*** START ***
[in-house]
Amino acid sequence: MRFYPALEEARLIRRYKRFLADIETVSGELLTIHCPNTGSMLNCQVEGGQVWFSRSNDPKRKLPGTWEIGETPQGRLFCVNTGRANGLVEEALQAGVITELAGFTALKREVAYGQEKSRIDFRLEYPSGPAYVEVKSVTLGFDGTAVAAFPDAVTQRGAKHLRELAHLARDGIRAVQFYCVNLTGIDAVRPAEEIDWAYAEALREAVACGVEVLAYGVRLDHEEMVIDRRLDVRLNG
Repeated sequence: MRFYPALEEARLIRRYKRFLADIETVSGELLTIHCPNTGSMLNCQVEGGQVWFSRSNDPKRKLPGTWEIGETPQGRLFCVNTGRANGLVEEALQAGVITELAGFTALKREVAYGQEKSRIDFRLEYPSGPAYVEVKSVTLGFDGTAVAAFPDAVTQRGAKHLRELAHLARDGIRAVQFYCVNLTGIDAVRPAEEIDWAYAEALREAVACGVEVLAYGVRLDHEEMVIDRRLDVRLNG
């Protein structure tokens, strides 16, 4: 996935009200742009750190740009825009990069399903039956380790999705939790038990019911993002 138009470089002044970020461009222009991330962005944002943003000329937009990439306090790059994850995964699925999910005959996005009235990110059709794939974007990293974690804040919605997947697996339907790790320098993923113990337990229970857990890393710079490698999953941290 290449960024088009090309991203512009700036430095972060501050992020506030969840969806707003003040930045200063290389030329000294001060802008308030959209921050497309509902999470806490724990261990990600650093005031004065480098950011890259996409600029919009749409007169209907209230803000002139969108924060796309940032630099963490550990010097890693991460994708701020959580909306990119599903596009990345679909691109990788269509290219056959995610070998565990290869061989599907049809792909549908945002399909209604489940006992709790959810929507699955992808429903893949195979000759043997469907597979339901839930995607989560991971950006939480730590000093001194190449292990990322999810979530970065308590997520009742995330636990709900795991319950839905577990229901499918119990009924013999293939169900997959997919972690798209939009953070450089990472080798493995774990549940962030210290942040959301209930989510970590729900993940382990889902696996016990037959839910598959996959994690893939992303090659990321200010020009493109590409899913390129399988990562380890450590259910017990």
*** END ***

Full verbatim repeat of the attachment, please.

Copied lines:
[in-house]
Amino acid sequence: MRFYPALEEARLIRRYKRFLADIETVSGELLTIHCPNTGSMLNCQVEGGQVWFSRSNDPKRKLPGTWEIGETPQGRLFCVNTGRANGLVEEALQAGVITELAGFTALKREVAYGQEKSRIDFRLEYPSGPAYVEVKSVTLGFDGTAVAAFPDAVTQRGAKHLRELAHLARDGIRAVQFYCVNLTGIDAVRPAEEIDWAYAEALREAVACGVEVLAYGVRLDHEEMVIDRRLDVRLNG
Repeated sequence: MRFYPALEEARLIRRYKRFLADIETVSGELLTIHCPNTGSMLNCQVEGGQVWFSRSNDPKRKLPGTWEIGETPQGRLFCVNTGRANGLVEEALQAGVITELAGFTALKREVAYGQEKSRIDFRLEYPSGPAYVEVKSVTLGFDGTAVAAFPDAVTQRGAKHLRELAHLARDGIRAVQFYCVNLTGIDAVRPAEEIDWAYAEALREAVACGVEVLAYGVRLDHEEMVIDRRLDVRLNG
């Protein structure tokens, strides 16, 4: 996935009200742009750190740009825009990069399903039956380790999705939790038990019911993002 138009470089002044970020461009222009991330962005944002943003000329937009990439306090790059994850995964699925999910005959996005009235990110059709794939974007990293974690804040919605997947697996339907790790320098993923113990337990229970857990890393710079490698999953941290 290449960024088009090309991203512009700036430095972060501050992020506030969840969806707003003040930045200063290389030329000294001060802008308030959209921050497309509902999470806490724990261990990600650093005031004065480098950011890259996409600029919009749409007169209907209230803000002139969108924060796309940032630099963490550990010097890693991460994708701020959580909306990119599903596009990345679909691109990788269509290219056959995610070998565990290869061989599907049809792909549908945002399909209604489940006992709790959810929507699955992808429903893949195979000759043997469907597979339901839930995607989560991971950006939480730590000093001194190449292990990322999810979530970065308590997520009742995330636990709900795991319950839905577990229901499918119990009924013999293939169900997959997919972690798209939009953070450089990472080798493995774990549940962030210290942040959301209930989510970590729900993940382990889902696996016990037959839910598959996959994690893939992303090659990321200010020009493109590409899913390129399988990562380890450590259910017990």